Inside the Chamber column: What’s your story? Share it at a networking event |

Inside the Chamber column: What’s your story? Share it at a networking event

Joni Bates

Part 2 of a four-part series. Part 1 ran on Oct. 5, 2015.

During the holidays I traveled back East to spend time with family. While sitting in the airport for hours on end, I spent a lot of time reading various publications. I found it interesting that countless articles referred to getting the word out about your business by “sharing your story.”

By story they were referring to accounts that you share with others about the successes and failures of your business. I am sure you have one, but have you crafted it into an interesting story that you can use as your one-minute elevator speech? You may also want to use a short version of your story to share when at a networking event where you may be speaking to someone for the first time.

One article I was reading explained that we need to tell our business story with an objective, goal, and a desired outcome in mind. By sharing your story you are trying engage your business clients or peers. If you tell your story effectively it can be used as a powerful business tool.

While attending your next networking event try some of these tips to share your story:

• During your introduction remember it is much more than just saying your name. Making eye contact with others in the group shows that you’re engaged in the interaction. Incorporating into your story a fun fact about yourself or a statistic about your business will make your introduction more memorable.

• While going through the process of writing your story remember to include the obvious: Who you are; what you do; the name of your company; what you and your company stand for. Make it fun and interesting.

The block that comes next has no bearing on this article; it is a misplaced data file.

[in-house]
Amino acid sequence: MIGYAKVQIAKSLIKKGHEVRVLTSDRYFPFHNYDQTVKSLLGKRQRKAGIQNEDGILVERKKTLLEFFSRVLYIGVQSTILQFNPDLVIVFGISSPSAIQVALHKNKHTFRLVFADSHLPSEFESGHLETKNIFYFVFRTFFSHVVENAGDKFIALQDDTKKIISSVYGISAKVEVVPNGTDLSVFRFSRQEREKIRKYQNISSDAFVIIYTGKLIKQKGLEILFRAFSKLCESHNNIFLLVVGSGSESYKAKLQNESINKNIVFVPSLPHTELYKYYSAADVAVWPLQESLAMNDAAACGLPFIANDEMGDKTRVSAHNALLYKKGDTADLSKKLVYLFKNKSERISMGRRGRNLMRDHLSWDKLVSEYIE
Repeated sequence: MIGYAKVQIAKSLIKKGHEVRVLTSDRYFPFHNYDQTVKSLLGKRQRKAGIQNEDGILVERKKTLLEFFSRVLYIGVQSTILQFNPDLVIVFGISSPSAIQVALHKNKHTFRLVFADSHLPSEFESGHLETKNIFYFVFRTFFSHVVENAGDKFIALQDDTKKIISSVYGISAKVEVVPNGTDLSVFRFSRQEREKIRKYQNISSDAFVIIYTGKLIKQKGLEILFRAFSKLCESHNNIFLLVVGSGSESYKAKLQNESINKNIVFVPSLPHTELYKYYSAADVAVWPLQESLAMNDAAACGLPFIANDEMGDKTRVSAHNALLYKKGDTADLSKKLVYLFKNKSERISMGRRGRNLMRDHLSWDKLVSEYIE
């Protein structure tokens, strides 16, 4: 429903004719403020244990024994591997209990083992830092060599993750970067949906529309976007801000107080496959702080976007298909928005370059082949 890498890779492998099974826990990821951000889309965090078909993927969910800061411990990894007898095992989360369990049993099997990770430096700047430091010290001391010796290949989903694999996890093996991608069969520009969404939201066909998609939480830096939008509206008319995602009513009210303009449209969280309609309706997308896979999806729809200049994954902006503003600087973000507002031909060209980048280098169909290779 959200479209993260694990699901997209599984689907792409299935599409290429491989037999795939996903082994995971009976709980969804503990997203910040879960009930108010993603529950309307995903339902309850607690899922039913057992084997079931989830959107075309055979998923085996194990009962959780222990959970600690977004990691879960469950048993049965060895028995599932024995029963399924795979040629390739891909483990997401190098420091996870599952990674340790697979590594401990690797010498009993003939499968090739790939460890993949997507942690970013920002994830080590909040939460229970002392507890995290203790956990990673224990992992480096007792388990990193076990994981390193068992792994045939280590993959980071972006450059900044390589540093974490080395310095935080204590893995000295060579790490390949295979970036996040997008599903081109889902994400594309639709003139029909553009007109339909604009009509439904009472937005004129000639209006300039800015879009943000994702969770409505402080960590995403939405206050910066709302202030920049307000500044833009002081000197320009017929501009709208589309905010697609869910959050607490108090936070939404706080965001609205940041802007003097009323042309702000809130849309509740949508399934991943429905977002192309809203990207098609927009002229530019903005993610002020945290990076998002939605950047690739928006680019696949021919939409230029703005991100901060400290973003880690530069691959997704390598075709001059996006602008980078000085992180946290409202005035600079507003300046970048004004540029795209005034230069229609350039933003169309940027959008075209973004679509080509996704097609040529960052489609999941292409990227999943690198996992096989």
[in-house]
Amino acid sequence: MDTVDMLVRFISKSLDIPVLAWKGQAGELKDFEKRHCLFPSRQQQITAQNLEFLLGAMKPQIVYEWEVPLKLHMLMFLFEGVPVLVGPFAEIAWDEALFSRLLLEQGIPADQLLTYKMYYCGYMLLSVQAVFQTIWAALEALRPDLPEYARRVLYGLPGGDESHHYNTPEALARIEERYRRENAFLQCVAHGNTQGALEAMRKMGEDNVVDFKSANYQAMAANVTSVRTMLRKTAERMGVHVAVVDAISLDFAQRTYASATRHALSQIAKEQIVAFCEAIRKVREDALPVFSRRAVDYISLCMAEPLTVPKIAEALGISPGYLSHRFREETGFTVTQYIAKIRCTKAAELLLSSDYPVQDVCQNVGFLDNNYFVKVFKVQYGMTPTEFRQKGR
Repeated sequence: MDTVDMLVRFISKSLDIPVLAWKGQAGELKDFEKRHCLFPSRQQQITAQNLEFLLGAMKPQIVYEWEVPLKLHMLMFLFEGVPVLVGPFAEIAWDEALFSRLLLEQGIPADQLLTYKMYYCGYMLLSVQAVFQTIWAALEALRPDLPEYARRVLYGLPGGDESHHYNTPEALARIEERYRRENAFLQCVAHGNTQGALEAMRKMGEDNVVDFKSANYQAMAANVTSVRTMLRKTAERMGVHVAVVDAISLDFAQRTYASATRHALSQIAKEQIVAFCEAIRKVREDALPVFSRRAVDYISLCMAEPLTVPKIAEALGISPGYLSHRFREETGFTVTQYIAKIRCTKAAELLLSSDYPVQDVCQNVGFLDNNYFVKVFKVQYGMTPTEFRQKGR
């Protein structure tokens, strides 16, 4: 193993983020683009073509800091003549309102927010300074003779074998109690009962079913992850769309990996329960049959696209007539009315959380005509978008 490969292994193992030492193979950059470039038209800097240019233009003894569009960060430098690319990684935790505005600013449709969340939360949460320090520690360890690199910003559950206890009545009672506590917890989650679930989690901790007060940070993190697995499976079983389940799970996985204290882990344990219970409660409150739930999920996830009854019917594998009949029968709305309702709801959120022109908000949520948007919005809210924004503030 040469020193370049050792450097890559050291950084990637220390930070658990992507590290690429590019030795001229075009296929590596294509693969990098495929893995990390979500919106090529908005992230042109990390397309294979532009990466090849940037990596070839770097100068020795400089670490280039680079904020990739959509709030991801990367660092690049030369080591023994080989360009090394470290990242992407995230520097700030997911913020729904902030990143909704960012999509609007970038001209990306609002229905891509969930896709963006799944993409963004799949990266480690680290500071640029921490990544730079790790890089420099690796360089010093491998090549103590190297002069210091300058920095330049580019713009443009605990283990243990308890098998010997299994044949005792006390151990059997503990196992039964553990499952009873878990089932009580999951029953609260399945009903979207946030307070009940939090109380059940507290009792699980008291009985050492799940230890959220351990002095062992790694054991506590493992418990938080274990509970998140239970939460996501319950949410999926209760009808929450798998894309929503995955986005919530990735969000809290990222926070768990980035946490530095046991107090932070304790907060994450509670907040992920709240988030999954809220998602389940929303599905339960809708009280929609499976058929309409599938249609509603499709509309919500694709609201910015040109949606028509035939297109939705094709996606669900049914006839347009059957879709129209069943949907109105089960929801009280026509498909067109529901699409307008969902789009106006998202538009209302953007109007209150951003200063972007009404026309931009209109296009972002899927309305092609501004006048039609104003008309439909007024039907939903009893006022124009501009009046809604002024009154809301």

• A well-crafted story can communicate your personal and business brand. If you have great storytelling ability others hopefully will remember you, repeat your story, and refer your business.

• When telling your story you can differentiate yourself from others by making your speech quick and witty. Write a draft of your story down then shorten it to bullet points. Compose those bullet points into two or three short sentences.

• Do your homework. Do you know who will be attending the event? After all of the introductions “wow” those in your circle with something that leads but does not dominate the conversation. Maybe your research, before the event, gave you some insight into another attendee’s story. This will help lead the conversation and assist them in sharing their story!

When I heard David Bowie had passed away I wondered what his story was and found that MSN referred to him as “The infinitely changeable, fiercely forward-looking songwriter who taught generations of musicians about the power of drama, images and persona.” They also referred to him as Pop Star that transcended music, art and fashion. He was well known for his work over many decades and told his stories through his songs. He was quoted as saying: “There, in the chords and melodies, is everything I want to say. The words just jolly it along. It’s always been my way of expressing what for me is inexpressible by any other means.”

I would really like to help you practice telling your story so you can share it more openly with others. So the next time we meet up I may ask “What’s your Story”? I’m a great listener and would love to hear it.

The chamber of commerce is a great place to network and share your story with other businesses. If you have a desire to be part of your community through a membership with an award winning organization you too can begin sharing your story with other chamber members.

Joni Bates is the vice president of membership development at the Glenwood Springs Chamber Resort Association. Call her at 970-945-1514 for more information about joining the GSCRA and to share your story.

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